Tell us your name and where you are from?

Tessa born in Bedstuy, Brooklyn, but I’m currently residing in Hell’s Kitchen. I am a mixed race chick, West Indian-Irish (that’s the condense version).


How long have you been natural?

I have been natural for about 11 years, though when I started my transition 12 years ago, I had a setback. The night of my birthday, I was overcome with fear, and put a kiddie perm in my hair. I was heartbroken for caving into my fundamental darkness. After it was all said and done, I didn’t even make it to my own celebration!!


What do you do? Is there a resistance or compatibility with your hair in your profession?

I work with a Nutritionist Midwife, and I am very fortunate that being in tune with your body is not only supported but a requirement for my job. So I am able to come to work as I am.


Describe your hair.

My hair has a personality of its own, I am just the body carrying it around. It is wild and very textured, a chameleon that transforms depending on her mood and objective.



What is your hair regimen?

Nothing is set in stone for me. I have noticed, after a few months of the same regimen my hair would stop responding. Now I just try to listen to my hair. On a typical wash day I saturate my hair in VO5, detangle and style. I moisturize before bed, with coconut, avocado oil, or with my Shea soufflé. Once every two months I do an apple cider vinegar rinse, I also make my own deep conditioner concoction when my hair is very dry. I may also do a Benoite mud, or henna.


Your best hair advice?

Enjoy the process of discovering your curls, as you continue on this journey they will evolve! Please remember, those who aren’t supportive of you transition to becoming natural, have been conditioned that way based on social construct. Show them the benefits of your lifestyle change through your actions. I know it’s hard, but don’t compare your curls to other, Love ‘em first in order for others to love ‘em! Don’t be afraid to (re)try a technique, what doesn’t work now may work later. Read and inform yourself, know what is going on your hair. Just because a bottle say’s organic doesn’t mean it is. I remind myself of these lessons, as I share them.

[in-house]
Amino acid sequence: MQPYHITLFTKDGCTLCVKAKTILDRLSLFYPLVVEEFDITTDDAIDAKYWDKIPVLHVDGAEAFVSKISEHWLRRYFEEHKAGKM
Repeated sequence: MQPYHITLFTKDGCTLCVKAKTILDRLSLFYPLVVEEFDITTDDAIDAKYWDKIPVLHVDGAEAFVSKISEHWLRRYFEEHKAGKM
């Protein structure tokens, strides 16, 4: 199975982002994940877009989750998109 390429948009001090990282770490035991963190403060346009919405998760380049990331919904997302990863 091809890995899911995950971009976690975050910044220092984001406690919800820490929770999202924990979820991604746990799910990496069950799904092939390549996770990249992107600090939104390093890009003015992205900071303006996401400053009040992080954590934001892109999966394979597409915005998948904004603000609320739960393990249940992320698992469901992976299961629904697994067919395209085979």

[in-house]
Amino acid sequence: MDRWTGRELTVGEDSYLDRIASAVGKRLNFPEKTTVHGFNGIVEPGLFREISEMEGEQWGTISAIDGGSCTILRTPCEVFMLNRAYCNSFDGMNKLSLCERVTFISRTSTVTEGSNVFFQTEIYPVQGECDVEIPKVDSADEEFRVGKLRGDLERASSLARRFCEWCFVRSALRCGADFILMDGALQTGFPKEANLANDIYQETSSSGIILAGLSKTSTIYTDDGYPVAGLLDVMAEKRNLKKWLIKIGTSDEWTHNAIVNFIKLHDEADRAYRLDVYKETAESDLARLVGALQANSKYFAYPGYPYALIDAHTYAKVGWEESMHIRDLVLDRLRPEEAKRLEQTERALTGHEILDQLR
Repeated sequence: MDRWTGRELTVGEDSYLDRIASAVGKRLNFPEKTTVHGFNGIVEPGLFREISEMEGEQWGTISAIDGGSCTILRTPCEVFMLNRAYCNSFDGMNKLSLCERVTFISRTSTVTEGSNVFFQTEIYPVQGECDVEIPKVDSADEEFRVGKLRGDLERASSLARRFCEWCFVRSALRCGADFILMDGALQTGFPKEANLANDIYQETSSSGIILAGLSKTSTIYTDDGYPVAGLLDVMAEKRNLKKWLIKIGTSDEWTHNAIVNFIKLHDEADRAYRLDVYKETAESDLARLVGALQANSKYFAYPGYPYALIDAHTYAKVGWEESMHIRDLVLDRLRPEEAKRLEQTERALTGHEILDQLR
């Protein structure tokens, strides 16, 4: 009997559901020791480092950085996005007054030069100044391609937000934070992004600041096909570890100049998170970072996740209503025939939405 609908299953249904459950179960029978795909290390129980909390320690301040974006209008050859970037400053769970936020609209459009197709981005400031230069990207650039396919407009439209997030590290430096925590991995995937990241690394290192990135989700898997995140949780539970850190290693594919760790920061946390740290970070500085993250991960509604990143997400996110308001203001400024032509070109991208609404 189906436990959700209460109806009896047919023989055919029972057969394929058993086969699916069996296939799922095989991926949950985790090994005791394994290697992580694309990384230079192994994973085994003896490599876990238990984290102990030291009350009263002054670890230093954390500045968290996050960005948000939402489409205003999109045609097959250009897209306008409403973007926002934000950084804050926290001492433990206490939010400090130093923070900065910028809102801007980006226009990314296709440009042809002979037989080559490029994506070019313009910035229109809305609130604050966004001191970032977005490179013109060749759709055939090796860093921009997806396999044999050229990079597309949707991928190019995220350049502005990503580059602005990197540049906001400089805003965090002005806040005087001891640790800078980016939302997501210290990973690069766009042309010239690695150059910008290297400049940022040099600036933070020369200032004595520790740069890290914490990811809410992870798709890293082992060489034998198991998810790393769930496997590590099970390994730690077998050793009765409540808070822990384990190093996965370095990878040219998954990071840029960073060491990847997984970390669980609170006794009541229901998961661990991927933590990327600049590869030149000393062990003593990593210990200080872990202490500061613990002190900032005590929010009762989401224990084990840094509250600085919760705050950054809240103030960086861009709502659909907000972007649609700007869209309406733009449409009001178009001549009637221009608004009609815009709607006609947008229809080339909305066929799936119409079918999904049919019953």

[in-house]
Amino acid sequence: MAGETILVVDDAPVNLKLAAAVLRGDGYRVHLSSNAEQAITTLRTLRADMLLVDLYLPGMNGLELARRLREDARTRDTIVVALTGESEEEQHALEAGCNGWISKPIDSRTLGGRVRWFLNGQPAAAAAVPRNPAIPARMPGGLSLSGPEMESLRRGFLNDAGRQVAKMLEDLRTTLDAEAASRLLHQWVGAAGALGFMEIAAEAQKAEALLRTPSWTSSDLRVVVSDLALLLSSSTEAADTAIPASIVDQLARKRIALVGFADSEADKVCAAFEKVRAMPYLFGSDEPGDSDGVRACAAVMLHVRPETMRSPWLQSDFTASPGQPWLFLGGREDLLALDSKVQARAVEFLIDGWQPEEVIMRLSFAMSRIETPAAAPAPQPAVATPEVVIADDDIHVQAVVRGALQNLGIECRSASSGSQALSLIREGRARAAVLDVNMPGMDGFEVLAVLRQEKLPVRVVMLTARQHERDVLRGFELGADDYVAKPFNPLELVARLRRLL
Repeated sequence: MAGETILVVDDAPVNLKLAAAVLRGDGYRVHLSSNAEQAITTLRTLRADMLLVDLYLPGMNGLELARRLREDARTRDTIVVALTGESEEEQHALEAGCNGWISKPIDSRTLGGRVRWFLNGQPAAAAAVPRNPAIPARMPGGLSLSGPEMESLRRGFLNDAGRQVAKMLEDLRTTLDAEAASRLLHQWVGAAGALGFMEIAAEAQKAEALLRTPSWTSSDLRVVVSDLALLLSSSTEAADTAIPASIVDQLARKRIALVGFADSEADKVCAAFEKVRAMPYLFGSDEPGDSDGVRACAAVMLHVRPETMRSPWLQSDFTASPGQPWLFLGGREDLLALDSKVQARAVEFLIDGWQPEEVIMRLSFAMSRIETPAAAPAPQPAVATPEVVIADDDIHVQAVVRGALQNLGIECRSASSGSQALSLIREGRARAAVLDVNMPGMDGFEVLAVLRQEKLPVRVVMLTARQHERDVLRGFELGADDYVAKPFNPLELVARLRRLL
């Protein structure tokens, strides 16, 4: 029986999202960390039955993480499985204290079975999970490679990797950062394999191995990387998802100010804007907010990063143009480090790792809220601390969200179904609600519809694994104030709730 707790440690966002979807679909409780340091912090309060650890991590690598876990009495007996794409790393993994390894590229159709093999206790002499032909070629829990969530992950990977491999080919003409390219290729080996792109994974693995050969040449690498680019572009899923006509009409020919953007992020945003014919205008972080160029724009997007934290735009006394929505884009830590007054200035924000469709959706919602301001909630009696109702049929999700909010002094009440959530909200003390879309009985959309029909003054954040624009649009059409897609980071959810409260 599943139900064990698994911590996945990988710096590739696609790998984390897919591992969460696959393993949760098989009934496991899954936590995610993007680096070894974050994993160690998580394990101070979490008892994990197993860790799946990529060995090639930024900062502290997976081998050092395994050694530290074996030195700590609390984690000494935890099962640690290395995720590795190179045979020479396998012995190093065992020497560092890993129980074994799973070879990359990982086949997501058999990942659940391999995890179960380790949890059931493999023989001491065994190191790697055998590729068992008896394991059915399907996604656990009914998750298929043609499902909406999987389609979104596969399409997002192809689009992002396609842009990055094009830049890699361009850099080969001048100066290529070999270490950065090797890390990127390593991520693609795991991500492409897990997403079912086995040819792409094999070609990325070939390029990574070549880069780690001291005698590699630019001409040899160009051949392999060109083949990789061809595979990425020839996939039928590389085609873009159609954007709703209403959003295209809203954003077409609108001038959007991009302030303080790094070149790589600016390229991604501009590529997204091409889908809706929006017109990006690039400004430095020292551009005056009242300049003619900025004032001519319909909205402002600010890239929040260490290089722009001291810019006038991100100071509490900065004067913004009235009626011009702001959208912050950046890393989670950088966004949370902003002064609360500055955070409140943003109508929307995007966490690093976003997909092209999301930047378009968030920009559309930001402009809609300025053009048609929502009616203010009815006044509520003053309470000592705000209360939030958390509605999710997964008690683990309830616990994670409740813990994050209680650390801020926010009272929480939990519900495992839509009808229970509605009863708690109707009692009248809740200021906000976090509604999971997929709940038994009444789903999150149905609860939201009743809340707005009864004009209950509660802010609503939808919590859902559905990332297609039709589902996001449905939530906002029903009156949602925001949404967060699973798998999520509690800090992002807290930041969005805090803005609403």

Ultimate Hair Crush

When I was growing up I admired Diana Ross, and Chaka Khan, my hair was always compared to theirs. Now I crush on these ladies that exude confidence while rocking their natural hair.


What is the strangest comment, request or hair story?

Geee, that’s a blog within it self!! When my hair is in its fully glory I see the good, the bad and the ugly. I’ve been at the airport meeting guest and then some tourist off of the plane ask me to take pictures with me, lil girls asking their mommy “Why does she have so much hair??”  The most recent “Really?!?” moments, was when an older women came up to me and before I knew what she was doing, did a WIG CHECK…really! While I was out having a drink with my bestie, a woman was flippant because I wouldn’t let her touch my hair.


How would you describe your personal fashion style?

That’s like describing the color blue. I like to juxtapose many styles and silhouettes. Today I might wear a cactus print shirt with skinny jean paired with loafers, or a midnight blue high waist pleated skirt, a tucked in button down soft pink oxford shirt, draped with a chandler necklace.  I just flow with what might take my mood.






What advice would you give to people who might be afraid to show their true fashion sense or natural hair for fear of being judged by others?

Try not to conform to others opinions. As I grew and became enlighten to my own inner self worth, I started to shed those shackles of fitting into a specific box, and started to ask “Who is Tessa, and what does she like?” I believe that is why I started to grow my hair out. It’s hard sometimes not to allow other people’s negative sway you, but that is when you must deepen our inner resolve to be true to ourselves  and stand up for your own Natural Beauty. It’s up the individual to seek out what that means for them-selves.